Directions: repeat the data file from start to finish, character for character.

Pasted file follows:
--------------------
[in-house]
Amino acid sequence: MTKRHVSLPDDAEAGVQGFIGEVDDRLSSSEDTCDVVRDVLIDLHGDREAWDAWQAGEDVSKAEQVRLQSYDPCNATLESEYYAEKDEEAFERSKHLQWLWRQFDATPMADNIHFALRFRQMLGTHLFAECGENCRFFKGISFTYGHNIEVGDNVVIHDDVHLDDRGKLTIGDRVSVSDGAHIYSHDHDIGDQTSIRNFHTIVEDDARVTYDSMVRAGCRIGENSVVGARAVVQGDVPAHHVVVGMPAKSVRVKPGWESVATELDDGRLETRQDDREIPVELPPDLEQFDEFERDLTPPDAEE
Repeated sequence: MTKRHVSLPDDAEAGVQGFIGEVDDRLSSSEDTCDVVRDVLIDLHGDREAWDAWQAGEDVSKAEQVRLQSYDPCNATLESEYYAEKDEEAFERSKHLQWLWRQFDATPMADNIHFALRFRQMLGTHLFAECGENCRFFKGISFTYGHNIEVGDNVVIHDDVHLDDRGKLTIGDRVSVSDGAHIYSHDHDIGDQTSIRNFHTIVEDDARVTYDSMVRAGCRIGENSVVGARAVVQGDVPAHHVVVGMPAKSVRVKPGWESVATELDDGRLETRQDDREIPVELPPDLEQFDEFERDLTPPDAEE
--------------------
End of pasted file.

[in-house]
Amino acid sequence: MTKRHVSLPDDAEAGVQGFIGEVDDRLSSSEDTCDVVRDVLIDLHGDREAWDAWQAGEDVSKAEQVRLQSYDPCNATLESEYYAEKDEEAFERSKHLQWLWRQFDATPMADNIHFALRFRQMLGTHLFAECGENCRFFKGISFTYGHNIEVGDNVVIHDDVHLDDRGKLTIGDRVSVSDGAHIYSHDHDIGDQTSIRNFHTIVEDDARVTYDSMVRAGCRIGENSVVGARAVVQGDVPAHHVVVGMPAKSVRVKPGWESVATELDDGRLETRQDDREIPVELPPDLEQFDEFERDLTPPDAEE
Repeated sequence: MTKRHVSLPDDAEAGVQGFIGEVDDRLSSSEDTCDVVRDVLIDLHGDREAWDAWQAGEDVSKAEQVRLQSYDPCNATLESEYYAEKDEEAFERSKHLQWLWRQFDATPMADNIHFALRFRQMLGTHLFAECGENCRFFKGISFTYGHNIEVGDNVVIHDDVHLDDRGKLTIGDRVSVSDGAHIYSHDHDIGDQTSIRNFHTIVEDDARVTYDSMVRAGCRIGENSVVGARAVVQGDVPAHHVVVGMPAKSVRVKPGWESVATELDDGRLETRQDDREIPVELPPDLEQFDEFERDLTPPDAEE